But your temporary relief soon turns to remorse, as you realise that among your most rapid unfollowers are the people who actually noticed and liked you. You’ve spent weeks, months, maybe longer, trawling through a huge haystack of tweeps, and you’ve been lucky enough to find some who liked you. Now they hate you, because, without mincing words, you screwed them over. Rationalise it any way you like. Delude yourself that what you did was fine. But the reality is that you duped all those people for the benefit of your ego. The second you sanction that mass unfollow, everyone who notices that zero total knows what you really are. A self-serving shit.

So, you know – great start! The followers you could least afford to lose – the ones with the highest value – have gone. First.

Next you experience a period of relative calm, in which the initial glut of unfollows progressively cools off. It looks like you’ve got away with it. The only problem is, that trickle doesn’t stop. It keeps going. Not for a week, not for a month… For me it continued for over a year. What’s happening now, is that your active followers are occasionally checking in with their follow management tools, seeing you’ve unfollowed, and returning the favour. Some users only check once a month, or once every three months. Perhaps less frequently than that. But when they do check, one thing’s for certain… Unless you or your feed are earth-shatteringly important to them, they’re going to unfollow you back.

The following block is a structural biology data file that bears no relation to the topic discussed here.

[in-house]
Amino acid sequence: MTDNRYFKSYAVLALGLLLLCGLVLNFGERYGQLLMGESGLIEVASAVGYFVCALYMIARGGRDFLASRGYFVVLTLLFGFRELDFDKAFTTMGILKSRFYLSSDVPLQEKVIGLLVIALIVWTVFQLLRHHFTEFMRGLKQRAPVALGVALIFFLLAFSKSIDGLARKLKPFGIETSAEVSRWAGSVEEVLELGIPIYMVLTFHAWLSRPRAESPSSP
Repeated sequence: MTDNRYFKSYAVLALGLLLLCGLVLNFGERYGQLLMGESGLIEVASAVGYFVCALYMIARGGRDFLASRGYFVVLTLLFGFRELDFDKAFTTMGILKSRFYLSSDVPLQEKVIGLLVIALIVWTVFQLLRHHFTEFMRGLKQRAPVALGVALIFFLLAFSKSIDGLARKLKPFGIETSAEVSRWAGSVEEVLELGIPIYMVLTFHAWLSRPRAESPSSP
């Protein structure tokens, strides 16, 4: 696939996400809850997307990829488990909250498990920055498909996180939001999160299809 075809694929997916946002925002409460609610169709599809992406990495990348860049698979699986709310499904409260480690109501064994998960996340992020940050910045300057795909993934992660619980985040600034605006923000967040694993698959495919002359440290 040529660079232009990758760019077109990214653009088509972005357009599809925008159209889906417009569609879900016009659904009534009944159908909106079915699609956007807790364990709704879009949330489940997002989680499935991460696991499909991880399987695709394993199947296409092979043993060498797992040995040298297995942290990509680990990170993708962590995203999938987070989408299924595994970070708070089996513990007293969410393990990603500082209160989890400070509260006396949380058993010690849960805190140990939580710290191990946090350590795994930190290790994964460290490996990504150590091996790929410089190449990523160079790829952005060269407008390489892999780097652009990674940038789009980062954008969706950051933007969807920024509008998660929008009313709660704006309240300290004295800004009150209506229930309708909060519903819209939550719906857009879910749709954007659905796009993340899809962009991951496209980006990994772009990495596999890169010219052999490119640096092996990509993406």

Just as this is starting to sink in, you notice something else. You’re hardly getting any new followers. And the few you do get are not enough to compensate for the stream of followers you’re still losing. Now that it looks like you don’t follow back, EVER, funnily enough, no one wants to follow you.

You’re locked into this situation too. The only way out is to follow a load more people, or re-follow your list. But then you’re no longer “Zero Guy”. So your whole exercise of unfollowing eveyone was entirely pointless. It’s put a dent in the following you worked for, lost you your MOST ATTENTIVE FOLLOWERS, and made those who most liked you hate you, for absolutely nothing.


The point at which the truth REALLY starts to dawn, comes a little while down the line, when you’re posting new tweets and seeing a distinct lack of the instant impressions they’d previously get.

Twitter is, ultimately, a social site, and mass unfollowing really isn’t a very social thing to do. Mass unfollowing won’t lose you all your followers, but unless you’re famous or exceptionally entertaining, the followers you keep will probably be the least engaged – the least aware of your existence. A lot probably haven’t read a single one of your tweets, and a lot probably haven’t logged into Twitter in the past week. This is why there develops a mismatch between your follower total and your viewing stats. You may only lose 20% of your followers in the long term, but you could lose 90% or more of your engagement.


Whether mass unfollowing is a good idea depends on what you want from Twitter. If you just want a dead account whose profile page stats will impress people who know nothing about social media, then give it a try. But be aware that no one who does understand Twitter will be fooled. They’ll see you as an arrogant prick, who will screw over the whole world in order to look popular. I have been that arrogant prick, and I still have the entirely useless ‘zero account’ to prove it. It’s not a place I’ll be revisiting.